AT&T intros smart lights in Vegas, 5G for Dallas Cowboys, $250k for IoT startups
Las Vegas is working with network operator AT&T and IoT provider Ubicquia to trial a new smart street-lighting solution that makes use of existing lighting infrastructure.
In a flurry of announcements from the city, timed for the 2019 Consumer Electronics Show (CES), the network operator also announced it is to turn on 5G at the home of the Dallas Cowboys, and release $250,000 funding for IoT startups in a partnership with Arrow Electronics and Indiego.
The smart-city deal in Las Vegas will see AT&T replace existing photocells with Ubicquia’s dedicated streetlight routers in certain downtown areas, and connect them to its mainstream LTE and low-power LTE-M networks.
The city will control the new lighting along Main Street, Las Vegas Boulevard, and around the University Medical Center and certain residential districts, via Ubicquia’s management platform.
It will be able to improve lighting conditions based on schedules and traffic, according to AT&T. As well, the city will be able to monitor usage and outages in near real-time to improve maintenance. Prolonged and unreported light outages will be better managed, improving public safety as a consequence, it said.
The pilot will run for six months, during which time it will be evaluated in terms of energy usage and operational efficiencies. The city said it expects the new lighting platform to bring benefits in terms of public safety for businesses, residents and visitors, as well.
The Ubicell gateway will also connect to air quality sensors in selected areas to provide data on changes in temperature, ozone and particulate levels based on time of day, traffic and construction.
Michael Lee Sherwood, director of innovation and technology for city of Las Vegas, commented: “Safety and sustainability are priorities. Technology is playing a key role in creating safer and increasingly efficient communities… We will continue to be on the cutting edge of new technologies that can help to accomplish that goal.”
Mike Zeto, vice president and general manager of smart cities at AT&T, commented: “Smart lighting solutions provide cities with an opportunity to drive down energy usage and improve environmental conditions.”
Florida-headquartered Ubicquia joined AT&T’s ‘smart cities alliance’ a year ago to deliver custom lighting and smart city services with it. Cisco, IBM and Intel are already members.
Ian Aaron, chief executive at Ubicquia, said the Las Vegas pilot was an example of how cities can utilise existing infrastructure to improve safety and connectivity, and easily deploy smart city technology that solves real problems.
“In collaboration with AT&T, we’re able to deliver highly scalable and reliable smart city solutions,” he added.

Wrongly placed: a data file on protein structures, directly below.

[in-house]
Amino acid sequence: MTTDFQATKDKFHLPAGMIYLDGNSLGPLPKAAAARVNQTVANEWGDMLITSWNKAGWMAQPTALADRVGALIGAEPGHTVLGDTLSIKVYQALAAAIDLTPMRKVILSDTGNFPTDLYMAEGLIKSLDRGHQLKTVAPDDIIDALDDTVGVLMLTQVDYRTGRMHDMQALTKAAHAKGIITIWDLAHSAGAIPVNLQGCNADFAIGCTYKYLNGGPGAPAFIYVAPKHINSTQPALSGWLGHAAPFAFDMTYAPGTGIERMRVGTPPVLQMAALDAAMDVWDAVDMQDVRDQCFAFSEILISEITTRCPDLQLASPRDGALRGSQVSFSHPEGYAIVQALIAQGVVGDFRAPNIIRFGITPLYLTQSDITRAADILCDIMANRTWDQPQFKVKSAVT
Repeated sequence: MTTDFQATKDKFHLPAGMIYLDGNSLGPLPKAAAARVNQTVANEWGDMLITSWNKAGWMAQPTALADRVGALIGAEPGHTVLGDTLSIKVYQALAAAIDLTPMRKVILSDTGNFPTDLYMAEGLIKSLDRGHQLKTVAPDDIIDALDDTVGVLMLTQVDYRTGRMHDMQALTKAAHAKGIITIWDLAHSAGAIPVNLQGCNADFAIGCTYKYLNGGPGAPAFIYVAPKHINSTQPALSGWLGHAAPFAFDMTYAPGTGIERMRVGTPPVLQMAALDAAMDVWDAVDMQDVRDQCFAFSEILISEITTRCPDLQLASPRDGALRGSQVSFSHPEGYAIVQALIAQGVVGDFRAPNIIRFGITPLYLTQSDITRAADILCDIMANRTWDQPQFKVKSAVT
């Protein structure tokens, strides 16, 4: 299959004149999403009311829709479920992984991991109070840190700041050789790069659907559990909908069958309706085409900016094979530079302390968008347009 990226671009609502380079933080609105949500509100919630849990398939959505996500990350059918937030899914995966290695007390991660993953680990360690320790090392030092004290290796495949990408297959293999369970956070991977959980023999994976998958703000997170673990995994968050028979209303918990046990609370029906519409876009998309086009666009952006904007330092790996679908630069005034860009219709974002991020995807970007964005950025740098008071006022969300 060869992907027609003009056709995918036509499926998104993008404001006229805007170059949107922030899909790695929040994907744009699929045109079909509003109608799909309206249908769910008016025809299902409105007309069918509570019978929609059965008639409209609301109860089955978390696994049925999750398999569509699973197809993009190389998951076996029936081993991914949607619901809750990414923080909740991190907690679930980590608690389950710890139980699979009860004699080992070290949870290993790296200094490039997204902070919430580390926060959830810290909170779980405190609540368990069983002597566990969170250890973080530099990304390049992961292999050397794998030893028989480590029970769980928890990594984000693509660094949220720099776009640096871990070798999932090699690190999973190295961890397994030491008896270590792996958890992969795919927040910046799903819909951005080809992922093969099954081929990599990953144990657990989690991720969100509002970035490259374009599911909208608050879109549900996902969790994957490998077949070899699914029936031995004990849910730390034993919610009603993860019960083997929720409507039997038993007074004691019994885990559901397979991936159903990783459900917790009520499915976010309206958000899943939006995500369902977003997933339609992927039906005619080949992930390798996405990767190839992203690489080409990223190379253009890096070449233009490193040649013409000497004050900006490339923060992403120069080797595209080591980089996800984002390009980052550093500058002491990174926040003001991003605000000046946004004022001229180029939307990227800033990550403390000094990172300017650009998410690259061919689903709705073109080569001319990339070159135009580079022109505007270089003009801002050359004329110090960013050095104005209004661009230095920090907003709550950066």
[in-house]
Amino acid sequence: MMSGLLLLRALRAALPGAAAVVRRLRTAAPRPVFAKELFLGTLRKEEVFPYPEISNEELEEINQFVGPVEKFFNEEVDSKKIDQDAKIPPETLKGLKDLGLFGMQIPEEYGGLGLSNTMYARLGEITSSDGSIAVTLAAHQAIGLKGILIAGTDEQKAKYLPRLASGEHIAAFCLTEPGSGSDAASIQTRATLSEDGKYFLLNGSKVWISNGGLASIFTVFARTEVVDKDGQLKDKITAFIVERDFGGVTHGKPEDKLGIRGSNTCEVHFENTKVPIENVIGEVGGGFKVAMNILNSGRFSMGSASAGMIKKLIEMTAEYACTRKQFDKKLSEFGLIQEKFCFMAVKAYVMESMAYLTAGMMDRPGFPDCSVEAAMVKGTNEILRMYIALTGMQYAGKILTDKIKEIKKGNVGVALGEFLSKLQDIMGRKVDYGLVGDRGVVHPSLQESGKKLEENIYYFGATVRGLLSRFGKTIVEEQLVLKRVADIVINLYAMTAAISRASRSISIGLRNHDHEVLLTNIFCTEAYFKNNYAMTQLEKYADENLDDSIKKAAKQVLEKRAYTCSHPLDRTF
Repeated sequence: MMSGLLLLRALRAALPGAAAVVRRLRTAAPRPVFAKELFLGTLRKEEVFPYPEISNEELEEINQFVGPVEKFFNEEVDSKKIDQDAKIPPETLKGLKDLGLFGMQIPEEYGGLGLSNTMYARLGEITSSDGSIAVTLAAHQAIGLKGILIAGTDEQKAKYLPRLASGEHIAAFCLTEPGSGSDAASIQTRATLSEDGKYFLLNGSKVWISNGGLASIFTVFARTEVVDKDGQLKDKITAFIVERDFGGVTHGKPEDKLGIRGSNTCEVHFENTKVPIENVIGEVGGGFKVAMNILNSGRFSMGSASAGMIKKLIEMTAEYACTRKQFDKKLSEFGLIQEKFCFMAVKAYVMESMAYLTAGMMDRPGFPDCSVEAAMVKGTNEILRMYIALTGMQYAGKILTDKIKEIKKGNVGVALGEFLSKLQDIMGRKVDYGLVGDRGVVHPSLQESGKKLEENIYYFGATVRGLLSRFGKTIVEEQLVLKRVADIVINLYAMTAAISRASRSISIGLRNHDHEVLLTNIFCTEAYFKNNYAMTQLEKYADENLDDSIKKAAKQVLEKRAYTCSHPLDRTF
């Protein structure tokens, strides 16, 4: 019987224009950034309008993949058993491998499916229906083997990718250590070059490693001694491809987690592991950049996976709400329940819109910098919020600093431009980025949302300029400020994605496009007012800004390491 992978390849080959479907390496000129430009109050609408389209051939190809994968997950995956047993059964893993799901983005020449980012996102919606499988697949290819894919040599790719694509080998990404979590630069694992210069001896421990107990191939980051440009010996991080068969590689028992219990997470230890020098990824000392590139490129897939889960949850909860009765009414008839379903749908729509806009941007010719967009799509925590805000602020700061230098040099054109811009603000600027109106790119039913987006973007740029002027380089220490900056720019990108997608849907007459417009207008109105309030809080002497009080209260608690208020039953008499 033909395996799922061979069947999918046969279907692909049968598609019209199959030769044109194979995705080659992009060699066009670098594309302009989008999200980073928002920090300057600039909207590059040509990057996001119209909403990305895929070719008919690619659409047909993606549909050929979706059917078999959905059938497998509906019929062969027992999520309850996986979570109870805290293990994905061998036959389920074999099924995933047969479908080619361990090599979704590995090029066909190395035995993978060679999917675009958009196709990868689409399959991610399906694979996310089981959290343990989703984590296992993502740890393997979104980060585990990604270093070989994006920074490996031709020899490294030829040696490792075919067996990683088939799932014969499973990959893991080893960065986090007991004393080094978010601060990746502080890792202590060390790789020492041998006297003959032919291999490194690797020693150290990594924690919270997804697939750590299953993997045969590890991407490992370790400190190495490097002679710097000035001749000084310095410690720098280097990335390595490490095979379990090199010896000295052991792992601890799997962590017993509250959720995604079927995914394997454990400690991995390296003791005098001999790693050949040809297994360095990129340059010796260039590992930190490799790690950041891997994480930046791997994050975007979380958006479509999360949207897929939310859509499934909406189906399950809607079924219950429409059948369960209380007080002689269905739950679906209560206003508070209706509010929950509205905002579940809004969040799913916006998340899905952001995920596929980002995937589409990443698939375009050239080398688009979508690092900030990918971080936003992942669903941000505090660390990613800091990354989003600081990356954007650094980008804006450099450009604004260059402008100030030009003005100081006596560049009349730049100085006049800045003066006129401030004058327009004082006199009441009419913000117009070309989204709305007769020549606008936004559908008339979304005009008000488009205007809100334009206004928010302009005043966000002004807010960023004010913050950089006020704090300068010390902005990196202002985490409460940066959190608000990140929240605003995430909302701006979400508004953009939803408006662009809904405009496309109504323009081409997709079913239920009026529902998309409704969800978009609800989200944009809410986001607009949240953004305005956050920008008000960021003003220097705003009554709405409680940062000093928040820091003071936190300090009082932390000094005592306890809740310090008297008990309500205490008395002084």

Meanwhile, AT&T announced at the 2019 Consumer Electronics Show (CES) in Last Vegas it is to switch on 5G services at the AT&T Stadium, the home of the Dallas Cowboys, in Arlington, in Texas. The availability of 5G services will, in time, transform the “fan experience” at the venue, it said.
Igal Elbaz, senior vice president of wireless technology at AT&T, commented: “5G is expected to alter the in-stadium experience in dramatic, exciting ways by blurring the physical and digital experience in ways that are simply not possible on today’s networks.”
AT&T suggested high-definition video, and mixed reality applications, with fans getting behind-the-scenes access to sports stars, and 360-degree in-game replays. But for now, 5G will work as a go-faster version of LTE, in Dallas, like everywhere else it is currently being turned on.
AT&T customers used 155TB of mobile data at the AT&T Stadium in 2018, equivalent of 400 million ‘selfies’, it said.
Also at CES, AT&T announced it has partnered with tech provider Arrow Electronics and crowd-funding platform Indiegogo to stimulate IoT innovation, including with $250,000 in flash funding for IoT startups.
The trio are packaging developer tools, connectivity and distribution to spur the IoT market, they said. Projects using Arrow-certified products will qualify for AT&T connectivity and flash funding.
Arrow is inviting IoT startups to apply for certification on its website, to assure backers product designs are ready for manufacturing.
Chris Penrose, president of IoT solutions at AT&T, said: “Funding and access to resources are two of the biggest obstacles that developers face. We’re looking to help remove those challenges so that entrepreneurs can do what they do best – innovate.
“Our IoT connectivity and distribution, combined with Arrow’s technology and Indiegogo’s platform, will help speed the process from concept to the consumer.”
Matt Anderson, president and chief digital officer at Arrow, said: “Innovation is about speed, connectivity, and customer experience. Disruptors are bringing technology together to give their customers delightful experiences.”
He added: “LTE-M and cellular are freeing innovation from the confines of Wi-Fi and local networks.”